Interestingly enough, CSM isn’t the only one dropping knowledge. Cassandra Spender shows up again having ditched the wheelchair and gained its weight in factual information. Why was she able to pick up so much truth during this most recent abduction when for the past twenty something years the conspirators and/or the aliens had her head filled with lies? Now, not all of her information is accurate, but it’s a far sight more informed than what she so cheerfully preached in “Patient X” (5×13). Maybe her new status as a hybrid has opened up her understanding beyond the human.

Too bad her son is still in the dark. I may be the only one, but I feel bad for Agent Spender, so much so that I wish Mulder would go ahead and be nice to the guy. I mean, over the course of this episode he’s rejected by both parents. His father slaps him. Twice. And his mother comes back from the dead only to ask for Fox Mulder, his bitter rival.

While I doubt Mulder would ever see it this way, it’s partially his own fault that Spender has become the enemy. Maybe if Mulder had been a little nicer to him initially, or tried a little harder to avoid the misunderstanding and miscommunication that occurred between them, Spender wouldn’t have been as susceptible to his father’s machinations. Surely a large part of the initial appeal of doing CSM’s dirty work was the chance to take down Mulder, despite the fact that the glory of that is now wearing thin on Spender. It’s not like his newfound relationship with his father is built on sentiment. What’s love got to do with it? CSM doesn’t want a son, he wants a legacy; he wants to see his power continue on into the next generation. His nepotism in regards to Spender is purely selfish in motive but Spender is to naïve to realize that.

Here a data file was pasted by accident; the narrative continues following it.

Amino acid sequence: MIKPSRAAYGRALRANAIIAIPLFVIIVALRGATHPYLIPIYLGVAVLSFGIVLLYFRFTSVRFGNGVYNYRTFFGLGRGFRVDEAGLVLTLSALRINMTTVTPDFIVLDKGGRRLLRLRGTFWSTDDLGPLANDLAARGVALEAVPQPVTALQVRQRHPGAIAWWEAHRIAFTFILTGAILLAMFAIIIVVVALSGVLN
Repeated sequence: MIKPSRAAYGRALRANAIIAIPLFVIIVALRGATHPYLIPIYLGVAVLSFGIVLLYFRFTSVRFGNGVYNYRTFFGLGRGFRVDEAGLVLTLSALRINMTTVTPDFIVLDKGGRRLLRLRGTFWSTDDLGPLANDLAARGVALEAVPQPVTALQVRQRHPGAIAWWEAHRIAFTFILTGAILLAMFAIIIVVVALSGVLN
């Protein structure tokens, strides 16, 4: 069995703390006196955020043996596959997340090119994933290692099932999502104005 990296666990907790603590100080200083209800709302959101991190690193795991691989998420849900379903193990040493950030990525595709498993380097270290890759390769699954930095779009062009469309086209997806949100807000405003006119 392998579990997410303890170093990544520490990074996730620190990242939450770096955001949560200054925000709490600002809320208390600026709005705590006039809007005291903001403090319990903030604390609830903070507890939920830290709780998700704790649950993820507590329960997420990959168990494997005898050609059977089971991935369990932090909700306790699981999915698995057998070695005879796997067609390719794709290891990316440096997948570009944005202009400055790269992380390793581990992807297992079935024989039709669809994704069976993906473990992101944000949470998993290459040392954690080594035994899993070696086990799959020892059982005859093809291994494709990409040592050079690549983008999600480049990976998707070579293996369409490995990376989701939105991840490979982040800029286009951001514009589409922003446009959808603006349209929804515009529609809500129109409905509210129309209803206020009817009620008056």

It doesn’t help that Krycek has been assigned to Spender as his sort of “big brother” in the Syndicate universe, showing him the ropes as it were. But Krycek wouldn’t be Krycek if he weren’t working toward his own agenda, which brings me to my next topic…